As discussed earlier, much of Louisiana is flat, making activities needing hills a challenge. But we do our best finding high places:

  • Tim Palmer, of Lafayette, says, "While at LSU I had a homemade skateboard. One night I decided it would be fun to ride it down the ramp of the Assembly Center.

"About halfway down, after I had attained some speed, I found myself airborne. A piece of drainage grating was missing, and my rear wheel had gone into the hole."

  • Jeannette Beck says, "Living in south Louisiana, the only hills I ever saw were levees. Our front yard faced the levee, with cows roaming around. My brother Raymond thought it time younger sister Gayle, 4 or 5, learned to ride a two-wheel bike.

"At the top of the levee Raymond explained to her he was going to hold the back of the bike. About a third of the way down she picked up speed and he couldn’t keep up with her. Gayle did really good until she hit the bottom of the levee and the cattle guard. Hands, arms, and legs went flying in the air. Not good!"

  • Kim "Pops" Seago, of Columbia, Tennessee, says, "Back in the '80s I convinced my two sons, 15 and 19, to go backpacking in Colorado with me. Living in Walker, I discovered the only hills for our conditioning were the sides of the Interstate 12 overpass.

"After 3 or 4 weeks, we wore a trail going up and down our hill. Little did we realize that backpacking in Colorado was going to be a lot different …"

Losing their pop

Frank Fronczek, of Baton Rouge, laments the passing of a tradition:

"Looks like the 20-year run of string-pull poppers during the national anthem at LSU football games has run out.

"I found it a bit disrespectful to the flag (and to the republic for which it stands), but was surprised to find it a bit comforting when it spread from the student section to other parts of the stadium when students became alumni. I have always wondered who started it."

For the defense

Support for Texas regarding the placement of the LSU band has come from an unlikely source:

Algie Petrere, of Central, says, "Being a lifelong Texas Aggie fan, I can't believe I going to defend the tea-sippers of Texas for any reason. However, fair is fair.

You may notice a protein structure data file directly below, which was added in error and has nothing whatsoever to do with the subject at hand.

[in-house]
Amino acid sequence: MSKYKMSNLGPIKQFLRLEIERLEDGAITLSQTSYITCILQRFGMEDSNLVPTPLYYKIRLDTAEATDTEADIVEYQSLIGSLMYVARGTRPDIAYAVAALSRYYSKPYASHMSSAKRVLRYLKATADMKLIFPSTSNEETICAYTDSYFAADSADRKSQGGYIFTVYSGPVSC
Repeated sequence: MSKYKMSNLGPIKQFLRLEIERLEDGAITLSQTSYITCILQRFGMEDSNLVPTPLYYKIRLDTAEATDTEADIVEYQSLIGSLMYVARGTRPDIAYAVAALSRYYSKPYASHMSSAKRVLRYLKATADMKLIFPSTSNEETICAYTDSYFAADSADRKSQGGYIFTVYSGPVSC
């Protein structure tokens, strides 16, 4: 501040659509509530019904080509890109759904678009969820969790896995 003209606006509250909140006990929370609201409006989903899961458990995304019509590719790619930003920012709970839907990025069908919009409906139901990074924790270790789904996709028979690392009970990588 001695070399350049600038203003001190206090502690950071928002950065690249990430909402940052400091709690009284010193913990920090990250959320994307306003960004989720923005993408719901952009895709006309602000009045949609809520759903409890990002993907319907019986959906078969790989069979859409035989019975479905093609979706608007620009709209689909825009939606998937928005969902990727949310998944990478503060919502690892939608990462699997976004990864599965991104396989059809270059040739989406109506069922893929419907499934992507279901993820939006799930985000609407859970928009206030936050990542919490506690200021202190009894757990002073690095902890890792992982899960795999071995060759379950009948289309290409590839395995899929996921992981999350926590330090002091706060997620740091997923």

"According to The Advocate (a reliable source), LSU’ s executive deputy athletic director Verge Ausberry negotiated a deal with Texas that LSU would be allotted 3,000 seats in the upper deck this year, and next year UT fans will be in the upper deck at Tiger Stadium with the same amount of seats. So the 'blame' lies with the executives of the two schools.

"Even from the nosebleed section, LSU's band made its presence known. I couldn't see them, but I heard them loud and clear."

Special People Dept.

  • John Yarwood, of Walker, celebrates his 97th birthday Monday, Sept. 16. He served in World War II as a Navy commander, and retired after 31 years service.
  • Jewell Davis, of Denham Springs, celebrated his 97th birthday Saturday, Sept. 14. He is a World War II veteran, serving in the Pacific Theater, and a veteran of the Korean conflict.

Gift raven

Nobey Benoit says, "One of my favorite teachers at Thibodaux High in the early ’60s was an English teacher, Ms. Brown. She loved poetry and tried, mostly in vain, to get us to like it, too. Edgar Allan Poe was her favorite poet and 'The Raven' was her favorite poem.

"One of my classmates, Terry, an avid hunter who knew taxidermy, bagged a crow, mounted it, and presented it to Ms. Brown as a raven. She was so happy she almost cried.

"I told her Terry bagged it with my shotgun. Someone else said he skinned the raven. Soon others claimed involvement in the project.

"Ms. Brown gave the whole class credit for the raven. We were happy — Terry not so much." 

Write Smiley at Smiley@theadvocate.com. He can also be reached by mail at P.O. Box 588, Baton Rouge, LA 70821. Follow Smiley Anders on Twitter, @SmileyAndersAdv.